Wed, Sep 12, 2007 - Page 11 News List

Taipower to increase spending 9.1%

PREPARATION Record consumption on three days in July increased concerns about potential blackouts. The company is responding by spending on equipment

BLOOMBERG

Taiwan Power Co (Taipower, 台電), the nation's biggest electricity producer, plans to increase spending on plants, power lines and other equipment by 9.1 percent next year to help prevent blackouts.

Taipower's capital spending will rise to NT$157.2 billion (US$4.8 billion) from NT$144.1 billion proposed for this year, according to the government's draft budget for next year sent to lawmakers. The state-run utility is the country's only grid operator.

Rising investment may force Taipower to increase borrowing because the company may post losses this year and next, caused by government price controls. Taiwan's electricity consumption climbed to records on three days in July, reducing spare capacity to just 32 percent of a government target.

"The focus is on developing new power sources and upgrading our transmission and distribution network," Tu Yueh-yuan (杜悅元), Taipower's chief engineer, said by telephone from Taipei yesterday.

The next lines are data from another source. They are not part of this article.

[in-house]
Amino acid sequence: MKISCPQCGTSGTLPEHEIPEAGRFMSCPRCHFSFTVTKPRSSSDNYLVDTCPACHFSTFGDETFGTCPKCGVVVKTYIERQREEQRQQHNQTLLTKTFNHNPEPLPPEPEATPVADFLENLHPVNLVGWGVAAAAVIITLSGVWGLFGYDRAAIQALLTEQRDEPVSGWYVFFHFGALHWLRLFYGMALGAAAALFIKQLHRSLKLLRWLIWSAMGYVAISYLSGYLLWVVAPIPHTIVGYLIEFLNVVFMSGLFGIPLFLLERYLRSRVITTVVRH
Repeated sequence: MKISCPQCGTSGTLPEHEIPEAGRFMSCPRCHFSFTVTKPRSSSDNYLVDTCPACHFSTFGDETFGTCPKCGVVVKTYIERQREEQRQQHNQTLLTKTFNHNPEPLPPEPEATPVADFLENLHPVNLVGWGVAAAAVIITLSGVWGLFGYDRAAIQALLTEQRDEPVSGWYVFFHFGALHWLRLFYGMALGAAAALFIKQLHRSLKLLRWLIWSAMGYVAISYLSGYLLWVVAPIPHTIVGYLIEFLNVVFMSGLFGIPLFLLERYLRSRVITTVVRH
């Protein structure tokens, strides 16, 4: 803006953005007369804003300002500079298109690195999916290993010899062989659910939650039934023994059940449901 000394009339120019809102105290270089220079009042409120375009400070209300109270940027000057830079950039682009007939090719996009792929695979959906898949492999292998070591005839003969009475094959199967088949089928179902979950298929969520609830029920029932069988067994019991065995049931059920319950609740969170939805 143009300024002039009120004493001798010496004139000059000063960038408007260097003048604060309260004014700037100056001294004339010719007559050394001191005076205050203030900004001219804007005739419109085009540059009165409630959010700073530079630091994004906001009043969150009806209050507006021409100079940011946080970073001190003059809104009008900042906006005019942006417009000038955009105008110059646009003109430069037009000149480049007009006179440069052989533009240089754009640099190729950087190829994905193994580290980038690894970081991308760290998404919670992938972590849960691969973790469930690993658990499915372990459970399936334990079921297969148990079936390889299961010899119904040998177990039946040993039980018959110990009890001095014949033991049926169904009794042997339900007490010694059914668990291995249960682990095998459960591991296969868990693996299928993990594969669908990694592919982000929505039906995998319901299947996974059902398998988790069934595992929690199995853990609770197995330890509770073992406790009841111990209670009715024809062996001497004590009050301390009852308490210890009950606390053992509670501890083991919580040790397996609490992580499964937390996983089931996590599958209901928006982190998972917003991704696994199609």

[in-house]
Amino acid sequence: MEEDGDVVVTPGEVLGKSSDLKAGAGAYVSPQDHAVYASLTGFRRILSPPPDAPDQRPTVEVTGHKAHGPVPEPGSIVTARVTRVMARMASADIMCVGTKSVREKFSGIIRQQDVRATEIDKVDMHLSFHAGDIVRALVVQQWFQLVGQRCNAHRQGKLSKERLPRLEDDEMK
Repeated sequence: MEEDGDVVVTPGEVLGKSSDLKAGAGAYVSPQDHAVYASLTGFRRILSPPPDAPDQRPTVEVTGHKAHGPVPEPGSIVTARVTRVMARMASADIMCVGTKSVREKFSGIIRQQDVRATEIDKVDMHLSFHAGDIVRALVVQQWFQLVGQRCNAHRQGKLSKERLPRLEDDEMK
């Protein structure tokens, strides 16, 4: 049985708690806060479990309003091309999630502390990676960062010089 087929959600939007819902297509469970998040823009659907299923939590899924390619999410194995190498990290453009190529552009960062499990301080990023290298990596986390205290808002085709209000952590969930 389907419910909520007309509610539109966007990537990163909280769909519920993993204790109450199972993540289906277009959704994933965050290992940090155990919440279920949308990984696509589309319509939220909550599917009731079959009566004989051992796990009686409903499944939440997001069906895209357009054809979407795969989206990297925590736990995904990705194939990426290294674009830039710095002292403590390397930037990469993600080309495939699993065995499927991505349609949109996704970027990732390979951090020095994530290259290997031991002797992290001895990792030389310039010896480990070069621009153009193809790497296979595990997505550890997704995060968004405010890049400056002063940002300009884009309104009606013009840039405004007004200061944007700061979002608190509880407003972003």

Next year's spending will include NT$23.1 billion on a nuclear power station, NT$41.7 billion on a transmission project and another NT$15.6 billion on distribution lines, according to the government budget.

The government owns 97 percent of the utility, which generates about 75 percent of the electricity the country uses and monopolizes transmission in Taiwan.

Taipower will probably lose NT$44.8 billion next year, 35 percent more than the NT$33.3 billion loss projected for this year, according to the budget.

The company is selling electricity below the cost of producing it as the government restricts it from raising prices, Tu said.

Taipower raised prices by about 5.8 percent in July last year, the first increase in 23 years after the Ministry of Economic Affairs gave its approval.

The company hasn't lifted prices since then.

Taipower expects borrowing -- which includes bonds and bank loans -- to total NT$138 billion this year, the company said last December.

Households in Taiwan had an average of 27 minutes of power outages last year, compared with 28 minutes in 2005, Clint Chou (周義岳), a Taipower spokesman, said in June.

Some power lines have been in use for more than 20 years, he said.

The Council for Economic Planning and Development, the nation's top economic planner, approved a NT$56.8 billion investment by Taipower between next year and 2011 to improve its distribution network, the council said in June.

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